Thanks for your reply regarding waterways. Is it possible to fill up basins in wm2 as it is possible in wilbur? I would say it is but I haven't figured it out. In wilbur it is a one button action which is nice. Macro Project? Perhaps that could be a way to avoid larger sinkholes after designing the first terrain draft.

Good night everyone, its late ;)

Troedel

Edit: Couldn´t sleep. Isn´t somthing like .shp implemented in wm2? The layouts have z info stored within their vertices. So .shp for layout should be a possibilty. As I´m a "noob" regarding this I wonder what other programs you would like to use to generate these files and why. Always remember that mine is a more "artistic" approach with little knowledge in realworld topology. Please forgive me I know it´s worth a read for this kind of terrain modelling ;)
Posted by monkschain
 - August 31, 2012, 02:43:03 pm
Hi Troedel, thanks for the greets and compliment. Not been on here properly for a wee while. I don't even know what's on the CG boards...long time ago that!  :)

A tutorial on Illustrator to WM workflow would be very welcome. When we were testing WM 2 we made a start on this when Stephen introduced the vector format support. The i/o has not really been advanced since then though and imo it could be tested more and improved. The vector support struck me as not quite to where I wanted it to be for full use as a workflow. Setting per vertex z would have been really useful but I don't think the svg and ai format supported that...? But, I'm hoping you can explore and advance it.
I would really like to see .shp file support (that supports per vertex z) and also georef and projection information preserved in file i/o, but not necessarily a spherical viewer or generator! that's a way off I think.. One could envisage a smooth WM workflow between GIS and Game/modelling applications. Not sure come to think of it what WM does with the georef info in files that have them.

You pmed me regarding reproducing my approach...I think I'm right in saying that? Well, it took me a long time to try this and that out. As you can say, you can reproduce easily enough the patching in mountains. Regards accurate water flow, that's a different matter. It can't be done while using real terrain from satellite data. Accurate hydrology is something you have to sacrifice. However, I use a two layered approach to the model which helps a bit. The bottom layer controls the flow of the water *but* only at the macro level. You cannot specify with any certainty whatsoever water flow within say small watersheds. The only way *as far as I know* to create accurate water flow over a *large* dem is to create the entire dem via contours and then interpolate them using software. That's how I did it. And you will probably have to create a really big contour map to get any benefit from using contours at all, otherwise you will not get accurate flow at any useful level of detail. You've got to make it as big as you can for it to be worth your while. Unfortunately, you also have to create your contours to as high a resolution as you can too because while many areas of the map will allow for widely spaced contours you always have to have extremely closely spaced contours in some areas (1 pixel separation). So you will need 1 px wide contours. You could go the vector route of course too. I preferred the raster one because Photoshop at that time was the only app to support large file sizes- we're talking a few years ago now!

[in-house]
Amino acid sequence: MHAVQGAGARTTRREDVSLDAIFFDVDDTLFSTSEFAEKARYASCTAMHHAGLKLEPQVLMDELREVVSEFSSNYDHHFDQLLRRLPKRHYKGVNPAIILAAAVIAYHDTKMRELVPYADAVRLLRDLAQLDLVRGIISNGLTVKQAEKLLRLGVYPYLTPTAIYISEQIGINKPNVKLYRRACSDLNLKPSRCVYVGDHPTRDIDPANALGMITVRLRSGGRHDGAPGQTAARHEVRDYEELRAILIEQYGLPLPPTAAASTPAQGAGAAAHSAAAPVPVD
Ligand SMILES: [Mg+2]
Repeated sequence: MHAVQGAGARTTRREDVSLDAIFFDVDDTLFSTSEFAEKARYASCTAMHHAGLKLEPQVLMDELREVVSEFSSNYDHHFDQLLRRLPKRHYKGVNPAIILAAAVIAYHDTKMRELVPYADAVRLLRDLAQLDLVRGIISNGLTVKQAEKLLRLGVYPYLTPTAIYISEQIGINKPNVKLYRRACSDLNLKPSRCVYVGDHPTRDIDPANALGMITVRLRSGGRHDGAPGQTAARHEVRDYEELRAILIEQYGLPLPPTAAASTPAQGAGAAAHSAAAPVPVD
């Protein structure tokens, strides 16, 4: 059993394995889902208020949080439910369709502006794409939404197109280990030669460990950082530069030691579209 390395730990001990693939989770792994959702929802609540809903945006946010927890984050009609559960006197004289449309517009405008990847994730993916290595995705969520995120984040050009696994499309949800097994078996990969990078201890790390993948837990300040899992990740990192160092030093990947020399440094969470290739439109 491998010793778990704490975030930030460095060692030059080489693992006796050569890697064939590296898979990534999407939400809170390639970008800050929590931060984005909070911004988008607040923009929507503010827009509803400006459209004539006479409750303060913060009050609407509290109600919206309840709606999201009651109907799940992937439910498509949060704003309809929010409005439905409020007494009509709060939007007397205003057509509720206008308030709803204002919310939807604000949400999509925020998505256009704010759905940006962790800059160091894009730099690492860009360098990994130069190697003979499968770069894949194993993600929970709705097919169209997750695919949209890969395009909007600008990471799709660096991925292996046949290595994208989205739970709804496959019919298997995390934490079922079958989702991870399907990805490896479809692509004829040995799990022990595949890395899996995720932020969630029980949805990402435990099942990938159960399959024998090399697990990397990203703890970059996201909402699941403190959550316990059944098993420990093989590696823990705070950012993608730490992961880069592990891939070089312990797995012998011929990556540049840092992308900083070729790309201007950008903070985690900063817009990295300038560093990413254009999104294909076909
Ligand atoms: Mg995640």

You might be able to do it in photoshop via discrete greyscales and then blur it but you will need to mask out the rivers, probably feather it too. You'll need to do the greyscales at very large res though...or...blur- upscale-blur-upscale, etc. The problem with that approach though is that you always get an even blur over the raster, whereas you really need a blur which is different in differnt areas. You could end up with just a mush. There may be other approaches but I don't think any of them will be significantly easier than any other. It's just a bit of a b**** to do.